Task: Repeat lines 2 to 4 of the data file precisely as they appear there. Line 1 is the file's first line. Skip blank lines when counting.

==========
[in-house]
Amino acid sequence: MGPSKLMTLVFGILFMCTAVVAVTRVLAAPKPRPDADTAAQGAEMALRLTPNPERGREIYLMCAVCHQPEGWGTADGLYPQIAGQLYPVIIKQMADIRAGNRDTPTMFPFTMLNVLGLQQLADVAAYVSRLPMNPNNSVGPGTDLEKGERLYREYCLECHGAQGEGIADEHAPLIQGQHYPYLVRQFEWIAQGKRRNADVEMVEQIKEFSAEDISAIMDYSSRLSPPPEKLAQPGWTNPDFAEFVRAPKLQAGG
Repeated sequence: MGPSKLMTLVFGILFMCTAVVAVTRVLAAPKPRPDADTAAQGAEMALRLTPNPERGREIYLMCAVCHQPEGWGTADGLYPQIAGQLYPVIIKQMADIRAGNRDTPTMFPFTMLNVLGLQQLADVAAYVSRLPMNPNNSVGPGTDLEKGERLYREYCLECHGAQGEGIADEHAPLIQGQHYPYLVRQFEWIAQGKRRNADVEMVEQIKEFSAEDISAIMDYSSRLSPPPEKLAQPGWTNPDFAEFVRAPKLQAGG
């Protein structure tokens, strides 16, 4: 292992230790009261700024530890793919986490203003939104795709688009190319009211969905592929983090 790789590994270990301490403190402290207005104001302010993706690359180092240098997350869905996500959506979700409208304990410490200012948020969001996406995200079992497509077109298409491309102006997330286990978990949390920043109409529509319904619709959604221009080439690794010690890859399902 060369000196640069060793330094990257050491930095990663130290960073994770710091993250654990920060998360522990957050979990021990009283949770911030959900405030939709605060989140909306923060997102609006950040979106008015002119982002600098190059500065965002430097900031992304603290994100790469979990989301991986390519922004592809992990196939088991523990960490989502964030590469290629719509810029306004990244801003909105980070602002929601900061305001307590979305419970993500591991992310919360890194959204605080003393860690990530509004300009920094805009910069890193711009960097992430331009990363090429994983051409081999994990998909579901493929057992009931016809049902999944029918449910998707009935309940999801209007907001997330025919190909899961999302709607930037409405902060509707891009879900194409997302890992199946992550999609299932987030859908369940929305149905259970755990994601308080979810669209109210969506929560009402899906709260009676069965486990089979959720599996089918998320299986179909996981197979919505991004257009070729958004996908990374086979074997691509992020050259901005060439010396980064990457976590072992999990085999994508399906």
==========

Amino acid sequence: MGPSKLMTLVFGILFMCTAVVAVTRVLAAPKPRPDADTAAQGAEMALRLTPNPERGREIYLMCAVCHQPEGWGTADGLYPQIAGQLYPVIIKQMADIRAGNRDTPTMFPFTMLNVLGLQQLADVAAYVSRLPMNPNNSVGPGTDLEKGERLYREYCLECHGAQGEGIADEHAPLIQGQHYPYLVRQFEWIAQGKRRNADVEMVEQIKEFSAEDISAIMDYSSRLSPPPEKLAQPGWTNPDFAEFVRAPKLQAGG
Repeated sequence: MGPSKLMTLVFGILFMCTAVVAVTRVLAAPKPRPDADTAAQGAEMALRLTPNPERGREIYLMCAVCHQPEGWGTADGLYPQIAGQLYPVIIKQMADIRAGNRDTPTMFPFTMLNVLGLQQLADVAAYVSRLPMNPNNSVGPGTDLEKGERLYREYCLECHGAQGEGIADEHAPLIQGQHYPYLVRQFEWIAQGKRRNADVEMVEQIKEFSAEDISAIMDYSSRLSPPPEKLAQPGWTNPDFAEFVRAPKLQAGG
């Protein structure tokens, strides 16, 4: 292992230790009261700024530890793919986490203003939104795709688009190319009211969905592929983090 790789590994270990301490403190402290207005104001302010993706690359180092240098997350869905996500959506979700409208304990410490200012948020969001996406995200079992497509077109298409491309102006997330286990978990949390920043109409529509319904619709959604221009080439690794010690890859399902 060369000196640069060793330094990257050491930095990663130290960073994770710091993250654990920060998360522990957050979990021990009283949770911030959900405030939709605060989140909306923060997102609006950040979106008015002119982002600098190059500065965002430097900031992304603290994100790469979990989301991986390519922004592809992990196939088991523990960490989502964030590469290629719509810029306004990244801003909105980070602002929601900061305001307590979305419970993500591991992310919360890194959204605080003393860690990530509004300009920094805009910069890193711009960097992430331009990363090429994983051409081999994990998909579901493929057992009931016809049902999944029918449910998707009935309940999801209007907001997330025919190909899961999302709607930037409405902060509707891009879900194409997302890992199946992550999609299932987030859908369940929305149905259970755990994601308080979810669209109210969506929560009402899906709260009676069965486990089979959720599996089918998320299986179909996981197979919505991004257009070729958004996908990374086979074997691509992020050259901005060439010396980064990457976590072992999990085999994508399906």